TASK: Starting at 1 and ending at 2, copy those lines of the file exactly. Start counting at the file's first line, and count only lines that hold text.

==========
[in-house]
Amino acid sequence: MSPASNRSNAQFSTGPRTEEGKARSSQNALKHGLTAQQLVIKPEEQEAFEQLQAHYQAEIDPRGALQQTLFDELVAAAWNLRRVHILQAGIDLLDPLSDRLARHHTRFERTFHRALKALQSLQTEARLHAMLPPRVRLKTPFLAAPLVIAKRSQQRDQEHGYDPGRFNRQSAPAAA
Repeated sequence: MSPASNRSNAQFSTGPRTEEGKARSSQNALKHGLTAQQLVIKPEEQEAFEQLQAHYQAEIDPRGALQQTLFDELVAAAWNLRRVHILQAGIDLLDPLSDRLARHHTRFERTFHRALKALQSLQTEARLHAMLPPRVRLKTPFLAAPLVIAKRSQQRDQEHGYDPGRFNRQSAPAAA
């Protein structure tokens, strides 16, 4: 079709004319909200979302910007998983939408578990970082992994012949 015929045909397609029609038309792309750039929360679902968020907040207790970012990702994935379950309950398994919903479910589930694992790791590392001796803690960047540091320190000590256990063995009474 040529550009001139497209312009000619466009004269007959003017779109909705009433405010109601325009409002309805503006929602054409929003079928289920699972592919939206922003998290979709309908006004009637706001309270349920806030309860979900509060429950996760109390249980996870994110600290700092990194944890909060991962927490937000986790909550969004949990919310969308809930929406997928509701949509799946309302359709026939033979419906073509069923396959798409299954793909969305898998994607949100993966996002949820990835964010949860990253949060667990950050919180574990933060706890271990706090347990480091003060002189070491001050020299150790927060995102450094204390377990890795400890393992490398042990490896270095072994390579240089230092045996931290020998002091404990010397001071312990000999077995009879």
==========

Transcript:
[in-house]
Amino acid sequence: MSPASNRSNAQFSTGPRTEEGKARSSQNALKHGLTAQQLVIKPEEQEAFEQLQAHYQAEIDPRGALQQTLFDELVAAAWNLRRVHILQAGIDLLDPLSDRLARHHTRFERTFHRALKALQSLQTEARLHAMLPPRVRLKTPFLAAPLVIAKRSQQRDQEHGYDPGRFNRQSAPAAA